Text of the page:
item 50 - Nina Hyde interview, 1989 May 18

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Nina Hyde interview, 1989 May 18


  • 1989 May 18 (Creation)

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Nina Solomon Hyde was born Nina Solomon in 1932 in New York City. She attended Smith College and was accepted at NYU Law School. She left NYU and went to work at McCann-Erickson (advertising), the Maidenform Brassiere Company, Women's Wear Daily, and the Tobe Report. In 1961 she married Lloyd Hyde and moved to Washington D.C. There she worked for the Washington Daily News and then the Washington Post. Hyde worked as the fashion writer at the Washington Post from 1972 until her death in 1990. She received the Eugenia Sheppard Award for outstanding fashion reporting from the Council of Fashion Designers in 1988, the Aldo Award from the menswear industry (the first lifetime achievement award given by that group), the Georgetown University Bicentennial Medal, and the rank of chevalier in the Order of Arts and Letters from the French culture minister in 1989. Hyde died in 1990 in Washington D.C. from breast cancer, and the Georgetown University Medical Center established the Nina Hyde Center for Breast Cancer Research in her honor.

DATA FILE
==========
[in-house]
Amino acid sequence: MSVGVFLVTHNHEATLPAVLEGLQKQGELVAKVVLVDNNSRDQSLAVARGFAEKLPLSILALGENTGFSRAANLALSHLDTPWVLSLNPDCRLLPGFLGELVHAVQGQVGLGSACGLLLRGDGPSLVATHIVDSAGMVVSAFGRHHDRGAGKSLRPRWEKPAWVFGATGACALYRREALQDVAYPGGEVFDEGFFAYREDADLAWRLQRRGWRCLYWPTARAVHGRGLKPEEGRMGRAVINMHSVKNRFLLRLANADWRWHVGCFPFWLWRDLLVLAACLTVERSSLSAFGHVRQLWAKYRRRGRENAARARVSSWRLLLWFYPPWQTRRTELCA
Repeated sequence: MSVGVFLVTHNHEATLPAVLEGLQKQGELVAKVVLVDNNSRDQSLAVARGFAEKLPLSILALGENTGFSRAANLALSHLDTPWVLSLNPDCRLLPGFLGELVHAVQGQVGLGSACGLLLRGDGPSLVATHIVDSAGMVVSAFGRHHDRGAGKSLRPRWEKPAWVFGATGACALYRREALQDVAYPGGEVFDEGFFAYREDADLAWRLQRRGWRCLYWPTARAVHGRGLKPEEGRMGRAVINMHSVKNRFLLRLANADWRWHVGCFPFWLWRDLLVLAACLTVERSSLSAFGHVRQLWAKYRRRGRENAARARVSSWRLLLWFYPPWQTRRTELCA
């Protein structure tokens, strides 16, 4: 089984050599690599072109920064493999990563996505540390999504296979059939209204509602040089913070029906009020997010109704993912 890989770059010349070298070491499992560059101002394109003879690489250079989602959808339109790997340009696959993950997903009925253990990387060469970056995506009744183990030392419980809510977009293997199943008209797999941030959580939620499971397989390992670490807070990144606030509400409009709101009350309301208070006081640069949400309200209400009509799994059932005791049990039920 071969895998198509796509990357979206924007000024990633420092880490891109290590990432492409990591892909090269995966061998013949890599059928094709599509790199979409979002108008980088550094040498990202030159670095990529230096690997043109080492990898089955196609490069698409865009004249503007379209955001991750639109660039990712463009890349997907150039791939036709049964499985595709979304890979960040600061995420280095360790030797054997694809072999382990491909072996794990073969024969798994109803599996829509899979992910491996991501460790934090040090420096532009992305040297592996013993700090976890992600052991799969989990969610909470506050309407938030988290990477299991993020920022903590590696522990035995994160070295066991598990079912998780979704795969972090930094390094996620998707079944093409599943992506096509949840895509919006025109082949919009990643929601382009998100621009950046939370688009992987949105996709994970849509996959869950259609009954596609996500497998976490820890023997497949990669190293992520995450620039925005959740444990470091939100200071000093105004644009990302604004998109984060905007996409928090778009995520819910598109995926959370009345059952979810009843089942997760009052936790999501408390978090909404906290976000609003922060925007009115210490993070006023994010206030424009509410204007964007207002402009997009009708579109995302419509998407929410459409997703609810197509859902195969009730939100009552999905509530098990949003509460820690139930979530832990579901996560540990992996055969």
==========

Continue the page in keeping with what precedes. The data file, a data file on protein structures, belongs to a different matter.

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"Mildred Finger Haines ... helped shape fashion tastes for four decades as a top buyer for department stores and a consultant to clothes makers and retailers.... From the late 1940's through the late 1960's, Mrs. Haines, known throughout her career as Mildred Finger, was a buyer of ready-to-wear at Macy's, Ohrbach's and Bergdorf Goodman, and was one of New York City's most often cited taste makers. At Bergdorf's, in particular, she was noted for bringing European styles to American consumers. She later became Vice President of Charles of the Ritz, headed fashion merchandising for Yves St. Laurent and became an independent consultant, with clients like the Limited and Arthur D. Little. Suffering from multiple sclerosis, she retired in 1986. In succeeding years, she frequently contributed her knowledge of the fashion industry to the oral history projects of the American Jewish Committee and the Fashion Institute of Technology...." New York Times Obituary, 1995

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This interview may have been conducted for the NYPL's American Jewish Committee Oral History Collection:

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  • Legacy SPARC transcription ID no: T109

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